It all started in 1972 when she found the first little girl left to die in the trash. Lying there with no hope to survive, she took her home and raised her as one of her own.
“Watching her grow and become stronger gave us such happiness and I realized I had a real love of caring for children,” said Xiaoying.(1)
Lou Xiaoying is a Chinese woman living in the rural countryside in Eastern Zhejiang province. Her home is a humble hovel, its small yard littered with debris and recyclables. A little boy of 7 plays in the yard. Lou lived in that home with her husband Lin until he passed away more than 20 years ago.
All their working lives, Lou and her husband made a living scavenging the village trash for recyclables. It was a tough, backbreaking way of life trudging through the streets and sifting through other people’s often filthy and smelly discards.
Over the years, they picked up 30 abandoned babies from the trash heap. Of the 30 foundlings they saved, the couple kept 4 babies to raise themselves and the rest, they gave away to friends and relatives. They have one biological child, a woman, who is now past 50 years old. When Lou was 82 and already a widow, she saved one more baby from the trash.
She said, “Even though I was already getting old I could not simply ignore the baby and leave him to die in the trash. He looked so sweet and so needy. I had to take him home with me … My older children all help look after Zhang Qilin … I named him after the Chinese word for rare and precious.”(2)
Since 1978, the Chinese communist government enforced, with few exceptions, its one-child policy in its draconian efforts to curb population growth and ease the strain on its resources. Families are prevented from having more than one child under pain of penalty. Those who abide by the rule are given bonuses and incentives. Boys are preferred in Chinese culture so couples who want a son feel compelled to throw away infant girls. It is claimed that the policy prevented the birth of 400 million babies.(2)
Certain rural parts of the country allow couples to have a second child if the first born is a girl but many parents feel pressured to produce an heir and end up abandoning the females. If the second child is also a girl, no more children are allowed. It is extremely rare to find a family that has two sons.(3)
Infanticide of ‘guilt children’ is still a problem in rural areas but it is rare in cities, where children are usually abandoned but not killed.(3)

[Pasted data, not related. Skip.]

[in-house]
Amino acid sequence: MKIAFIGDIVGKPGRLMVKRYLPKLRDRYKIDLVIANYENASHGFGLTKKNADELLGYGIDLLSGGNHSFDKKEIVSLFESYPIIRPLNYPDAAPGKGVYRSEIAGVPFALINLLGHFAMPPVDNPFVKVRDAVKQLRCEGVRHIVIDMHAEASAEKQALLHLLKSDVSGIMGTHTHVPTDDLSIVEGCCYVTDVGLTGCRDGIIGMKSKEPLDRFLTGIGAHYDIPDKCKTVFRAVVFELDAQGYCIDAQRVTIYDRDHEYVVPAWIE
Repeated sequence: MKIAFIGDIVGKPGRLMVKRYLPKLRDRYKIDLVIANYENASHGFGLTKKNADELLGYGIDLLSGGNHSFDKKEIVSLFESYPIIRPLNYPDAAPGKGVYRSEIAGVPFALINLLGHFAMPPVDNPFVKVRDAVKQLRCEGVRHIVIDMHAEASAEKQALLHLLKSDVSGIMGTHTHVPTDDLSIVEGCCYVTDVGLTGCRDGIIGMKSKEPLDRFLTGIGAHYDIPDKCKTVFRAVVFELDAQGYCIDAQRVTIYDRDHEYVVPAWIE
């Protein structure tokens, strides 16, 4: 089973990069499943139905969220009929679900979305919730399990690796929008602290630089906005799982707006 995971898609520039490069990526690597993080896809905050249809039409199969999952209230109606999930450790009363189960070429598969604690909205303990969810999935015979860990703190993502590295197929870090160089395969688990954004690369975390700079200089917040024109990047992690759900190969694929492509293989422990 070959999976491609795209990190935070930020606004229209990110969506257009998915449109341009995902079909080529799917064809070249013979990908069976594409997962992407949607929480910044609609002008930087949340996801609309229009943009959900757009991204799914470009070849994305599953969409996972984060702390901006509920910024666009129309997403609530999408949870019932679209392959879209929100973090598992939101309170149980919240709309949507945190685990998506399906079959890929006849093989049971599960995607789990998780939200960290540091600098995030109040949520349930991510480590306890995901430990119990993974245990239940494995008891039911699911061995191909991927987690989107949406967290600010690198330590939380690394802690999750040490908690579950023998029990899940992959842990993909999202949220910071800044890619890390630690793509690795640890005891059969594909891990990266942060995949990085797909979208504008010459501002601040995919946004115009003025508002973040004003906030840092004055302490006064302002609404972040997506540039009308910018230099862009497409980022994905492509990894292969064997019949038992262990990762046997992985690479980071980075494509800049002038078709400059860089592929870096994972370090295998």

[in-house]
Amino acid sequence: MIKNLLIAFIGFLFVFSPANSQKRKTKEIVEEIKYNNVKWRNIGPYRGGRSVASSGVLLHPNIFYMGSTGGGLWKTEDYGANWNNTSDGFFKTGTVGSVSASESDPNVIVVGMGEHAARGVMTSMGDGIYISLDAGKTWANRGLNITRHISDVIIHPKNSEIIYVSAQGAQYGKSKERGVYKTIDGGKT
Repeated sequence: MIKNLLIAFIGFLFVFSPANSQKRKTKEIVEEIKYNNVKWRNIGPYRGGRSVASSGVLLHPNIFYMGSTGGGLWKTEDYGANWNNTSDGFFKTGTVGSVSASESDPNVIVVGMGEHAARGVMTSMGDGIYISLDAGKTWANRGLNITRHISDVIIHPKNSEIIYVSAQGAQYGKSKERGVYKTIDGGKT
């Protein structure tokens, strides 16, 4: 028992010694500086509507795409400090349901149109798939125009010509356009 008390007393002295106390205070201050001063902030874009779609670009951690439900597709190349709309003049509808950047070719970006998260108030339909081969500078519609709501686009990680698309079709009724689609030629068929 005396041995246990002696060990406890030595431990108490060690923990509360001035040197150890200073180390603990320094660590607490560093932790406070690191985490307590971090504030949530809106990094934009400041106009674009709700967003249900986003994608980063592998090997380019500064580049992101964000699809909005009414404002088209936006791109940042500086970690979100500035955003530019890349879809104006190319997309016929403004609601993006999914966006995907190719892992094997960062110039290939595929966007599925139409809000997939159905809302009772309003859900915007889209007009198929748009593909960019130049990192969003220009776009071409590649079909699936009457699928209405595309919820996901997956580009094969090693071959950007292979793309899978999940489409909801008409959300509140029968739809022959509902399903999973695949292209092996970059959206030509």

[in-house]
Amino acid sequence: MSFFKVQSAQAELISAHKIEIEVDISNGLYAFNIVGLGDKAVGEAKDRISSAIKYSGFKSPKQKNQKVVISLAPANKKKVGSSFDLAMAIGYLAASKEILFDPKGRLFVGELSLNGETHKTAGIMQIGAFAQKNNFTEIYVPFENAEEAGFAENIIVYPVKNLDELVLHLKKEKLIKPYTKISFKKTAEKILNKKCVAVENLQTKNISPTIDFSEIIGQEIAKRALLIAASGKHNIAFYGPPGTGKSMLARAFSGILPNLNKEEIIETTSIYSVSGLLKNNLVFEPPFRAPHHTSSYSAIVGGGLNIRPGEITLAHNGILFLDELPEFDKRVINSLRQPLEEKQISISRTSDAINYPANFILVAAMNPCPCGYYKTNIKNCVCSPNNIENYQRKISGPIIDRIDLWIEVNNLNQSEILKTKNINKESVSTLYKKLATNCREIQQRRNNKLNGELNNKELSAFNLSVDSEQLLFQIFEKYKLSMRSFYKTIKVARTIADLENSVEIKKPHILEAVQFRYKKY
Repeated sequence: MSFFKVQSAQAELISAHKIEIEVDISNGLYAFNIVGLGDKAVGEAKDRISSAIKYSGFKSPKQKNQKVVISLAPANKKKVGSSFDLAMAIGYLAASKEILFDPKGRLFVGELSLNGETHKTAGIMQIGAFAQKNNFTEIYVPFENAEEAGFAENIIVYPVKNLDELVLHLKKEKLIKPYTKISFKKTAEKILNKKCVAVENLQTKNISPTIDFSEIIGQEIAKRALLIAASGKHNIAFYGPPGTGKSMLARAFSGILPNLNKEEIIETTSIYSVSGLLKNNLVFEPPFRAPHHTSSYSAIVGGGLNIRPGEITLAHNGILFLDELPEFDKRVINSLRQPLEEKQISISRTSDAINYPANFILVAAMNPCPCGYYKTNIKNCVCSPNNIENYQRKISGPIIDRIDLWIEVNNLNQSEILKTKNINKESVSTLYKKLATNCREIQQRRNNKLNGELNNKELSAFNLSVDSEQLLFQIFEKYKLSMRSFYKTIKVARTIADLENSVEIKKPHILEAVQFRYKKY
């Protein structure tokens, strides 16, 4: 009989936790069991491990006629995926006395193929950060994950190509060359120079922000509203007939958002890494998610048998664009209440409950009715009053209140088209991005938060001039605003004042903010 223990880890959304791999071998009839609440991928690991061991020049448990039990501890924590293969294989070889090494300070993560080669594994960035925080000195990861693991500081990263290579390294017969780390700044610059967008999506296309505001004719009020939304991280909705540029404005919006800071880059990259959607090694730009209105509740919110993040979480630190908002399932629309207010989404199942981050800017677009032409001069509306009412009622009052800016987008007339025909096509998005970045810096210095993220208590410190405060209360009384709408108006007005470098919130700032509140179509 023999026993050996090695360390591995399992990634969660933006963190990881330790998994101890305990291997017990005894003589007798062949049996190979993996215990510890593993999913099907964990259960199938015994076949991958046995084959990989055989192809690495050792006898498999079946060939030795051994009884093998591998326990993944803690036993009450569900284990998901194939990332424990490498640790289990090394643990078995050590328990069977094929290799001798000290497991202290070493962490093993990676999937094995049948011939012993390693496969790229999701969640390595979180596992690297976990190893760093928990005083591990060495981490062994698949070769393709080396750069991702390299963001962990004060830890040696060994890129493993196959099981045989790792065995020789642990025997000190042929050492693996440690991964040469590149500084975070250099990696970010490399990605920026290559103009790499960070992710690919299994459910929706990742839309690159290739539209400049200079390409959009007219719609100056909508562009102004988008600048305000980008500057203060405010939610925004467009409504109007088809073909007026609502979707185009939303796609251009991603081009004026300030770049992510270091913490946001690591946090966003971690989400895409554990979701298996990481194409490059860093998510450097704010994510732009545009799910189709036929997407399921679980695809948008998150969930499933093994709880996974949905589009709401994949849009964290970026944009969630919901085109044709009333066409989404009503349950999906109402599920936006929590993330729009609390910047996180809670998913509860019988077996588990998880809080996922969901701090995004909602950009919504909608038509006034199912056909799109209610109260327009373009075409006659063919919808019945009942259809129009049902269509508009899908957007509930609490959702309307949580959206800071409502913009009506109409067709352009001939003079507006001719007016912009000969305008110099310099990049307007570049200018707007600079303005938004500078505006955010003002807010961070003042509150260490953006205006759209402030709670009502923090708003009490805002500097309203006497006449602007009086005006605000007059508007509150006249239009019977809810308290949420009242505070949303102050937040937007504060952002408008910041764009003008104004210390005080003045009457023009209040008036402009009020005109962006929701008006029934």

“…I realized if we had strength enough to collect garbage how could we not recycle something as important as human lives?” says, Lou Xiaoying
In 2012, one of Lou’s adopted daughters, 33-year-old Zhang Juju, said that despite her mother’s extreme poverty, she always tried to provide the best life possible for the children she rescued.(4)
“I don’t have many days left [but] what I want to see most of all is for…[7-year-old Qiling] to go to school. That way, even after I am gone, there will be no regrets left in my life,” Lou told Xinhua (the Chinese state-run news agency) from her hospital bed.(4) Lou was suffering from kidney failure. Despite pain and impending death, she looked beautiful in repose. Her eyes sparkled with joy. A calm peacefulness etched in her face. In 2012, she was 88 years old.(2)
In the local community, she is well known and well respected for her work with the abandoned babies. She is a local hero. Someone said of her, “She is shaming to governments, schools and people who stand by and do nothing. She has no money or power but she saved children from death or worse.”(3)
An online fundraising effort was started to help offset Lou’s hospital bills, and an elementary school in Lou’s hometown has offered to take young Qiling in, at subsidized rates.
“This is the last wish of [Lou] and we must help her achieve it,” Jinhua City Primary School’s principal Zhang Fangxiao, who said he was extremely moved by Lou’s story, told 19lou.com.(4)
China may have relaxed it’s social engineering policy for the time being, perhaps realizing the inadvertent negative effects on their society and culture over the long term.(2) But millions of innocent souls have been affected in the path to socio-political control.
However, there are some stories that need to be told again and again and this is one of them. There are some heroes who live amongst us. Those few who do not need a cape but fly with the power of a heart of gold.
Money goes a distance but a heart full of compassion and a will to act, finds paths where there are none!
3. http://www.dailymail.co.uk/news/article-2181017/Lou-Xiaoying-Story-Chinese-woman-saved-30-abandoned-babies-dumped-street-trash.html + Feature image